About us

In our lab we focus on three main topics:

3D bioprinting

Tissue engineering is combining the principles of engineering and the life sciences to develop artificial tissues and organs for clinical use. One of the promising technologies for commercial manufacturing tissue constructs is extrusion 3D bioprinting. This method is used in our laboratory for creation scaffold, especially for cartilage tissue engineering. These bioprinted cell-laden scaffolds aimed to promote and support new tissue formation by providing a suitable environment for cell migration, proliferation, differentiation, and ensure a proper ECM secretion. Our research focused on bioink formulation, bioprinting with cells and cell spheroids, and cell differentiation in bioprinted scaffold.


The term nanotechnology encompasses various fields of science such as chemistry, biology, physics, and engineering, conducted at the nanoscale, which is about 1 to 100 nm. It includes methods of manipulation, fabrication, synthesis, and analysis. To visualize the scale, ten hydrogen atoms laid side-by-side would be 7 nm long. A strand of DNA has a width of 2.5 nm. A red blood cell is 7 000 nm wide. A sheet of paper is 75 000 nm thick. A human hair is 50 000 to 100 000 nm wide. At our lab, we focus on both nanofabrication and analysis of biomimetic materials, which are engineered structures that imitate biology in their function. Our current scientific interests include functionalized iron oxide nanoparticles, virus-like particles with magnetic core, and utilization of carbon nanotubes for 3D bioprinting and tissue engineering.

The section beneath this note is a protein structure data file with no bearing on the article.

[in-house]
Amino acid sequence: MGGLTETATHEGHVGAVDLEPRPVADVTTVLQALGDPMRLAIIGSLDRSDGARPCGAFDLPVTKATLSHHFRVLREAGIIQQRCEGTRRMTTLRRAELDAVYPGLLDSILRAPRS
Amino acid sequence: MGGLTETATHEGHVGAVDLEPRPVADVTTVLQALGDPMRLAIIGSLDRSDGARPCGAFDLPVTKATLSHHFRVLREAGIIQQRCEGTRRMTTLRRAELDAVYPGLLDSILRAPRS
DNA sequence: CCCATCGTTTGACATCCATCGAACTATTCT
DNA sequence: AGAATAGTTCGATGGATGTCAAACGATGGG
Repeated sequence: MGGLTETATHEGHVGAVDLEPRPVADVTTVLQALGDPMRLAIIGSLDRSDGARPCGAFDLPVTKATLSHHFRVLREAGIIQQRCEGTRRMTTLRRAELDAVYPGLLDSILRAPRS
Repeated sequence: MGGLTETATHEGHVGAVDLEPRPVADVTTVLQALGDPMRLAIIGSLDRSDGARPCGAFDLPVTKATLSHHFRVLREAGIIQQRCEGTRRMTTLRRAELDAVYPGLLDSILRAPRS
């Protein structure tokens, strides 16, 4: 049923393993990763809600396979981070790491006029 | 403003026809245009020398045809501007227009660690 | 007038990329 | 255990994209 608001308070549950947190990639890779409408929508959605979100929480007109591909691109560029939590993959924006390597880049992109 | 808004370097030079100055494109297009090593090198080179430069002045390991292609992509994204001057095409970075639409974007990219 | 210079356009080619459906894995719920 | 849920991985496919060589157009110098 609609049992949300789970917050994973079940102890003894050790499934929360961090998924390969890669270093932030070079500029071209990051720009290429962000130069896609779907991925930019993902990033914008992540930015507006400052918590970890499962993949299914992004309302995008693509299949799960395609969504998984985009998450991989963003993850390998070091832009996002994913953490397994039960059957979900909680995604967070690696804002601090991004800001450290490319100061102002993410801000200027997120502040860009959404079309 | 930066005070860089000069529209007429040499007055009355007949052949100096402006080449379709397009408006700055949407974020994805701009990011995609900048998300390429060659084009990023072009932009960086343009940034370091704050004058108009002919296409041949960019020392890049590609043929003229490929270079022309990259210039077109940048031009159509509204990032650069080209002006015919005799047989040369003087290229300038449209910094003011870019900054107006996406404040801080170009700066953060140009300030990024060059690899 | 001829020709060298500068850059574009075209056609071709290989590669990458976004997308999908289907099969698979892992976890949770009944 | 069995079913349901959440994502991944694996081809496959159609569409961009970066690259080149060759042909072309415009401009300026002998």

SARS-CoV-2 diagnostics

The aim of the project is to develop a novel immunodiagnostic ELISA test to detect anti-SARS-CoV-2 antibodies. The production of viral antigens for the ELISA test is based on our genetic constructs. Thanks to the fact that we create antigens ourselves, we will be able to quickly react to new mutant variants. In our lab, we study the immune response in people after vaccination. So far, we have studied over 2,500 people, carrying out over 4,000 pre- and post-vaccination tests. In addition, this project assumes to work with a robotic arm, which will speed up testing and eliminate potential human errors.